I’m not much for interactive texts in the way we’ve come to expect — text with Flash (or whatever) objects embedded, but I would be very excited to see a text that I and my research group could use to interact with each other through.

Clickity Clack

One of the things that keeps my energized is knowing that the work we do here in higher education almost always impacts students somewhere along the line. Even though we mostly work with faculty, the fact of the matter is that when we work with faculty to rethink their practice the resulting design ultimately happens to their students. Knowing that leads to a very positive sense as I do my work, but I do wish I had more time to talk directly to students … and I need to figure out how to do that.

Case in point — I had a really interesting morning where I got to spend about 90 minutes in a Communications class with 30 students who want to be journalists talking about the iPad. I was invited by Steven Sampsell to come and answer questions on a relevant technology issue in education while all 30 of the students role-played Collegian writers. Getting a chance like that is at the top of my list of things to do. I always leave feeling amazingly positive and the same thing happened today. One thing I will mention is the sound of 60 hands typing feverishly on keyboards is really disconcerting at first — imagine the silence as a student asks a question and then all 30 of them spring into action clickity-clacking on really loud PC style keyboards. I hadn’t heard that since I was in high school typing class.

One thing that was interesting was how much I had to think about what I’ve thought about the iPad as a tool to support my workflow the last two weeks and how that might relate to a college student. I was a little surprised that I struggled to answer questions like, “why would a college student want to buy this?” or, “would you buy one of these for your kids?” Those are tough questions that I had to really stop and think about. I was looking at skeptics and I didn’t have answers immediately to address them.

It wasn’t until after the 20 minute interview session was over and we just started talking did it start to become clear why one might want one … and the answers are a bit surprising to me even now. They are the simple things — a really long battery life, the size, and the ability to get on and off the device with a swipe of a finger seemed to really resonate. When the iPad was introduced so many people said this was the killer device and it was going to save newspapers, magezines, television, radio, movies, textbooks, music, and of course education. From where I sit much of those things don’t really need saving and the ones that do maybe they don’t deserve to be. Not a single student asked me about digital textbooks. What finally got the students’ attention were the conversations about those simple things — and the idea that you can actually use the iPad with an iPhone to flip Scrabble letters through the air.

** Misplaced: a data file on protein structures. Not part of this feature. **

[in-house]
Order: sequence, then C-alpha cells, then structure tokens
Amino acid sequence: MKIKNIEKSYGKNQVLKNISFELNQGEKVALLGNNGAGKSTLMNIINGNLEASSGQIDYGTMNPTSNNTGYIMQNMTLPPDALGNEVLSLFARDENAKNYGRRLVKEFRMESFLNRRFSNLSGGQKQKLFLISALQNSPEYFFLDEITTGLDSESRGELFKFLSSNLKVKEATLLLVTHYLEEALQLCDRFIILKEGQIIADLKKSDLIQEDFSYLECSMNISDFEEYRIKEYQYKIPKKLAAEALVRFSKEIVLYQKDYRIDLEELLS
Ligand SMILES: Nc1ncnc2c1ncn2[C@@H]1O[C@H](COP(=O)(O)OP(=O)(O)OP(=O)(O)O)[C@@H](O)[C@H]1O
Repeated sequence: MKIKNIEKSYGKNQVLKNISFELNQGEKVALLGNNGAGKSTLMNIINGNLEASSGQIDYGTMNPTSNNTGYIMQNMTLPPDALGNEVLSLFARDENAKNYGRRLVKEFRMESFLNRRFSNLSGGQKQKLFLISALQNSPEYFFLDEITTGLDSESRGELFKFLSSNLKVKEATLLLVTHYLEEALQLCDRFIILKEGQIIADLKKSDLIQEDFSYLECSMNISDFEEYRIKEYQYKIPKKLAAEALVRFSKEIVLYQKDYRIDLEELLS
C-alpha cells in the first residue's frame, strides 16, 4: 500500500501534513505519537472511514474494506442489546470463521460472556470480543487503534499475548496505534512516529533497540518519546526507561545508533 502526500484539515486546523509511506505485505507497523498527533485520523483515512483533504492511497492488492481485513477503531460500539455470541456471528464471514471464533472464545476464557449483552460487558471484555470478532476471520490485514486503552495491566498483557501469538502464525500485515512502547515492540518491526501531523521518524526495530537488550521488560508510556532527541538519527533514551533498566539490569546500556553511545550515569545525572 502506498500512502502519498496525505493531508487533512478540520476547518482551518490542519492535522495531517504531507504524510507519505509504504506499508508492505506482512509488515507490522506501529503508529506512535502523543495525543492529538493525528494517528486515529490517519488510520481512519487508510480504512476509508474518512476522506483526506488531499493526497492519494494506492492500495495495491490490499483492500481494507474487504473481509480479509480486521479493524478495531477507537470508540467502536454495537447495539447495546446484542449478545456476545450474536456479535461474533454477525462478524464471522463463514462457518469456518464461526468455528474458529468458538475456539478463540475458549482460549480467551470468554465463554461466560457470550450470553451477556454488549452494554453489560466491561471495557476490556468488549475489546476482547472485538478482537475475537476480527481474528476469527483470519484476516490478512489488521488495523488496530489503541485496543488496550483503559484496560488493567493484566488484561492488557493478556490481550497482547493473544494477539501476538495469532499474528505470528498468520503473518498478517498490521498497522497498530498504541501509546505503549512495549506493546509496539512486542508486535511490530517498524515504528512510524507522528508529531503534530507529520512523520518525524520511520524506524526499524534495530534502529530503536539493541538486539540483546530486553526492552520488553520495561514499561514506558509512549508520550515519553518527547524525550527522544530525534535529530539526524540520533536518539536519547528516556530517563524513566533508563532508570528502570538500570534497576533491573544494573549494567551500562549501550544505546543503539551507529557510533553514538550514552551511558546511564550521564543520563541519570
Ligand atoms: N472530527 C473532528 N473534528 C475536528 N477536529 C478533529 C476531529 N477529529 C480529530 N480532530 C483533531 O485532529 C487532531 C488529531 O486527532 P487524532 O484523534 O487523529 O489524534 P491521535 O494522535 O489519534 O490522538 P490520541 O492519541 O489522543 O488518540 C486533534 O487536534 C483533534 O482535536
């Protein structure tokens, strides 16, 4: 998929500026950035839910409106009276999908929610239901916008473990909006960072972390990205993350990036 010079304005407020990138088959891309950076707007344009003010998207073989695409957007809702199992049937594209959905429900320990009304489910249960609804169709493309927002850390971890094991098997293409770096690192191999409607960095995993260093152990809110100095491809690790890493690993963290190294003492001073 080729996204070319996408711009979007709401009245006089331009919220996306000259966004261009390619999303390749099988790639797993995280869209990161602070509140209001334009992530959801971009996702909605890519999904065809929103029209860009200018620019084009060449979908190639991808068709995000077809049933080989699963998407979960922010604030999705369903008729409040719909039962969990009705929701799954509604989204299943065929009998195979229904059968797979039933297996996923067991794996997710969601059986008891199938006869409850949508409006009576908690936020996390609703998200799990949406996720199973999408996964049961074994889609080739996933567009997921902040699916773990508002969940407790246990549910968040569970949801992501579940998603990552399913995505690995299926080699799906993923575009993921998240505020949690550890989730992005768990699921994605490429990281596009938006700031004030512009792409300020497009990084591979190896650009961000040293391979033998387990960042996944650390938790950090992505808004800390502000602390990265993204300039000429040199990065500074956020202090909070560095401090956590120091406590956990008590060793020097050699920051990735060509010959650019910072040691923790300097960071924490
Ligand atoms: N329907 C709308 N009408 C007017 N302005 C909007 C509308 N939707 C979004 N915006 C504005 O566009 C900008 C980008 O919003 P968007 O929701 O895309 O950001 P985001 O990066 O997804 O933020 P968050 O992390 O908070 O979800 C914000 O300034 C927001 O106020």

In my own work the past two weeks I have found the iPad to be a smart and very serviceable device for doing much of my work. Is it as killer for my work as my MacBook Pro? No. Can I go for really long stretches without needing to use my MBP now that I have this device? Yes. Simply put, this thing is different from a laptop and it does support a similar set of work tasks well but it is doing it in way that has challenged my traditional patterns of interaction. I do the bulk of my work moving between apps, but they enter and leave so quickly it is a heck of a lot like expose on the MBP. I am struggling with some things because I am learning how to compute all over again — I am still unconvinced that rethinking all of it is a bad thing. Let’s revisit this after tomorrow morning when I give an hour keynote using nothing more than my iPad (I am terrified of that).

As an example, the students were honestly blown away that “documents” don’t go in a folder or on the desktop. They are instead embedded in the application that you would expect them to be accessible from. That made a heck of a lot of sense to them — they are used to just putting pictures “in” facebook and not worrying about where they end up. They don’t need to care where there stuff is “physically” located because it is part of the application that created it. I think this is a fundamental change that bothers a lot of us in the tech space, but thrills those outside it. I want to look at pictures, I open the Photo app. I want to work on a spreadsheet, I open Numbers. I want to work on a presentation, I open Keynote and all of my existing stacks are sitting there. I know lots of people who recreate content over and over again because they have no idea where it is. And let’s get real, more and more of the stuff we create is in the cloud and if that is your workflow an app like Good Reader gives you access to all of it.

I hope you aren’t reading this as a fanboy post, but one that is made after really struggling to find a place for this device over the last two weeks. Have I found a place for it yet? In a word, yes. I’m not sure if that place will be the same in another two weeks, but so far this fits not only my work workflow, but it is now part of my life workflow. It moves more elegantly from my early morning email and feed reading to full day work back to evening browsing and play with the family. When the students and I started to explore their workflow I saw them think about what a device like this could mean for them and when I passed it around I did notice the looks of wonder on many of their faces. They started to see it in a light that wasn’t a distorted reflection of a laptop or a phone — they started to talk about how they work and live and where this could support much of it. And when I showed them Scrabble it was all over.